September 30, 2022 - You know that sinking feeling you get when you buy a car (or a cell phone, or a refrigerator, or a pair of shoes, or any consumer product) only to learn you could have purchased the exact same item for less money if you had just taken the time to engage in a little comparison shopping before buying?
Now, imagine that same sick feeling, only on a much grander scale, staying with you for the rest of your life because you failed to price check your pension benefits before finalizing your retirement paperwork.
"What? You mean I have choices?"
All Pensions Are NOT Created Equal
Defined benefit (DB) plans, aka traditional pensions, were once the rage in corporate America but have progressively been replaced over the years in favor of defined contribution (DC) plans, mainly 401(k)s and 403(b)s, which shift the responsibility for providing retirement security from the employer to the employee.
Although not as common as they once were in their heyday, most all government employees as well as a dwindling number of private sector workers can still expect retirement income from their traditional DB pensions when they retire.
Perhaps you are one of them.
But because these DB plans can be expensive for employers to maintain and (most) employers aren't in the business of managing longevity risk, some companies run the risk of running out of money before satisfying their contractual obligations to their retired workforce. Or they can more cost-effectively meet their obligation by outsourcing.
How else do you account for the recent spate of pension risk transfers, where private employers transfer their DB liabilities to a (usually) life insurer better equipped to manage longevity risk?
In addition to being beneficial to have your pension managed by a life insurance company with an infinitely greater capacity to manage longevity risk due to its pooling of mortality credits (inside baseball talk for insuring enough bodies so that those who live longer than their statistical life expectancy can still be paid because there will have been a statistically significant number of individuals who died prematurely), . . .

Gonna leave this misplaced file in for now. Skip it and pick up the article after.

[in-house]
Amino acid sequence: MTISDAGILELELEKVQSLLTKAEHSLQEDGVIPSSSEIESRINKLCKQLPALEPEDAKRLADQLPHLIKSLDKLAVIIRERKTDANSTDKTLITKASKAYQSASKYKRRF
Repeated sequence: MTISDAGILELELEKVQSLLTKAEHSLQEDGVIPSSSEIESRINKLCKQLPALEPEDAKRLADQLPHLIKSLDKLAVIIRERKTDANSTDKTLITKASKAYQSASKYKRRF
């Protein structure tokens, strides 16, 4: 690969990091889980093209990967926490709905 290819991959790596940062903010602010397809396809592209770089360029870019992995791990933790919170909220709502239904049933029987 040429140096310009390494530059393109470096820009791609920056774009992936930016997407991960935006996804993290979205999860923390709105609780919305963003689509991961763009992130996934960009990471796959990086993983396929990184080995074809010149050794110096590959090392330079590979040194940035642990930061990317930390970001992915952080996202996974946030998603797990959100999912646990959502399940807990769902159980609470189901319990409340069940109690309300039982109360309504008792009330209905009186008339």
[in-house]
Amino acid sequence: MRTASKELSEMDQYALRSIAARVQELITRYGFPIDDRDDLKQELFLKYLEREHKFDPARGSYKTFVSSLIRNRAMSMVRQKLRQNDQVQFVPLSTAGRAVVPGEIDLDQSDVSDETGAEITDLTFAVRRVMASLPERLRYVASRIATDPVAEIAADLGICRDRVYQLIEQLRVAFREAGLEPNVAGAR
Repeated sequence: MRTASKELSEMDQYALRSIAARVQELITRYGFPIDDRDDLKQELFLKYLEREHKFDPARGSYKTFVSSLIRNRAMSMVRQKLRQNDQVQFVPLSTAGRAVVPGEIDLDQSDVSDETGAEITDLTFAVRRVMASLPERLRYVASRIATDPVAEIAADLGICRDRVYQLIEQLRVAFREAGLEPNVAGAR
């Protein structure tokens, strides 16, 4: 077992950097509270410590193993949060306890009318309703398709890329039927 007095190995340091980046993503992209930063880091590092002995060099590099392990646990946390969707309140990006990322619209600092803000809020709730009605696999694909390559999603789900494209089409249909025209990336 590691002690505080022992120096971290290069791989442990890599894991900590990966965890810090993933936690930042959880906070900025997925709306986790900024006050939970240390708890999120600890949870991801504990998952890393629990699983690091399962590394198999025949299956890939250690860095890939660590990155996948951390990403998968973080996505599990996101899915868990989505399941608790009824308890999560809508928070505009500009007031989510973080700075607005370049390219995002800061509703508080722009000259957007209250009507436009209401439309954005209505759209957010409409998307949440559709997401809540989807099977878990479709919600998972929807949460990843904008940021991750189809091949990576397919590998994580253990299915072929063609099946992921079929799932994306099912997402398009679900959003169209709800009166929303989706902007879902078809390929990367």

. . . a private life insurance company option
may pay you more money!
Beyond pension risk transfers involving entire books of liabilities, many smaller-scale pension risk transfers occur when employers give individuals the option to "cash out" all or a portion of the value of their future pension benefits.
Perhaps your company is one of them.
For this reason, soon-to-be-retirees should ALWAYS engage in a little comparison shopping before they sign on the dotted line to accept the pension benefits contractually promised by the soon-to-be-former employer.
But, Dan, how do I know you're not just saying this because you're an insurance guy?
Because I have personal, irrefutable proof you might be better off outsourcing your future.
It Doesn't Get More Personal Than This
Many moons ago, fresh out of college, I began my adult life as a schoolteacher. An education major, I originally thought I wanted to be a basketball coach and began teaching at a local public school near my hometown of Canton, Ohio.
Turns out, while I liked playing basketball a lot, coaching really wasn't for me. I managed to stick with the teaching profession for a handful of years before fate and circumstance ultimately led me to a new career in the insurance industry.
But because I lasted 5.1 years, I qualified (just barely) for a small pension through the State Teachers Retirement System of Ohio (STRS Ohio). OK, a very small pension, but a pension notwithstanding.
I never paid much attention to the annual statements STRS Ohio sent me over the years, but I am now in a position where I need to make some decisions on how best to receive the pension I'm owed.
Fortunately, as a Retirement Income Certified Professional® from the American College of Financial Services, I am the perfect guy to ask:
Should I take the pension STRS Ohio owes me as offered?
Should I take the account value of my future benefits and buy my own?
To get started, first let's look at my latest statement from STRS Ohio. (Purposely enlarged here so you can see it)